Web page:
There’s an intellectual current wafting through the startup world these days. The idea that small and lean is sexier. That highly targeted marketing drives success. That you should find and appeal to a very select group of customers. That you should offer fewer products and less product functionality, not more. That understanding and serving a narrow market is simpler and easier. That you can’t go big without winning small first.
Startups need broader target audiences, big idea solutions, and a diversified portfolio of growth strategies — not narrower ones.
In the words of Redfin CEO Glenn Kelman: “Most people are going to try to convince you to do some small, stinky little niche. Don’t do it! If you go with a big idea, it gives you lots of room to move.”
Don’t think small. Act big.
Eight years have passed since we won “Honorable Mention – Best Small Business Blog” in the first annual MarketingSherpa Blog Awards. This week we’re back to blogging with fresh perspective. We plan to use this new blog to take a stand on “innovate or perish.” To answer naysayers who suggest that most companies lack the capacity to be innovative. Why? Well, because we believe that America is inherently innovative. That American business is innovative. That the world is innovative. And that with the right tools, process, discipline, commitment, and vision any company can be innovative. Yet 33% of all new businesses fail in the first six months. Eight out of ten tank in the first three years. And according to the Journal of Product Innovation Management, for every 7 new product ideas, 1.5 are launched, and only 1 succeeds.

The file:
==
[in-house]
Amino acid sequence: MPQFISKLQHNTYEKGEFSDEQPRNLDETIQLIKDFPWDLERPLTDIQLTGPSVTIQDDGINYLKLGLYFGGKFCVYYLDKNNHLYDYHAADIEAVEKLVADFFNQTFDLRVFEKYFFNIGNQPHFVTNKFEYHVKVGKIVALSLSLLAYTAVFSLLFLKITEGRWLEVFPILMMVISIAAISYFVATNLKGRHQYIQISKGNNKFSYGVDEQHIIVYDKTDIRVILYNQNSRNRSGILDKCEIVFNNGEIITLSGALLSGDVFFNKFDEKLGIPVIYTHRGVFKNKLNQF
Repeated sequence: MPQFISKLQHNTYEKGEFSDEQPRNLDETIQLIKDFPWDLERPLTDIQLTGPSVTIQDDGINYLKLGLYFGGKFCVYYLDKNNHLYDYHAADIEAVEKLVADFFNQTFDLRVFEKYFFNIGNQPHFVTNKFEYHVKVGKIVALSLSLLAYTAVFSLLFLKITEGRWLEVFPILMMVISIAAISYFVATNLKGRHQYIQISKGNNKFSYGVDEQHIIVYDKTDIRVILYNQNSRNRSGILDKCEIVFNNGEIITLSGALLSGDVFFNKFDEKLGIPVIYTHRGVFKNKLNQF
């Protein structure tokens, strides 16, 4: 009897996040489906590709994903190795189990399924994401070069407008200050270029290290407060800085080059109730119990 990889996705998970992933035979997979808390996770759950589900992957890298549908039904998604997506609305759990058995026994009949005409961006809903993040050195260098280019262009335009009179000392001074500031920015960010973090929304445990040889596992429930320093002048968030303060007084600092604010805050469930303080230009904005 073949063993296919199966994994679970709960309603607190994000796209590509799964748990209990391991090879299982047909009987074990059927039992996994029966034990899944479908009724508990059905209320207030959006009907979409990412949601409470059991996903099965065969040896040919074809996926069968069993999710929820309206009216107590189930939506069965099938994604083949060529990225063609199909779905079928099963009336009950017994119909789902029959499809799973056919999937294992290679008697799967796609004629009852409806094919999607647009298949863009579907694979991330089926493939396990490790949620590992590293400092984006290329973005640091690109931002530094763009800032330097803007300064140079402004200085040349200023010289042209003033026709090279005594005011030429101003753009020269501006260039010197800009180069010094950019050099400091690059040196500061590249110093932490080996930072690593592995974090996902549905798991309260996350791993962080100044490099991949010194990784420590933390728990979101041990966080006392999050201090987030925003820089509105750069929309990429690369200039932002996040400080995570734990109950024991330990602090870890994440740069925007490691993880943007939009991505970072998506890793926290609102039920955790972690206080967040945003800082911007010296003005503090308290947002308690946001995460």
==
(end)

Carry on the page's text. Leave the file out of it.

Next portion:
Clearly there are some big hurdles to idea implementation and innovation. Avoiding premature idea strangulation (gasp!) starts with analyzing potential pitfalls.
Yes – smart folks have talked about some of these issues in isolation, but rarely if ever inclusively and if so inadequately. So, how does innovation get stymied? Why do good ideas fail? Here are 10 reasons (our inclusive checklist):
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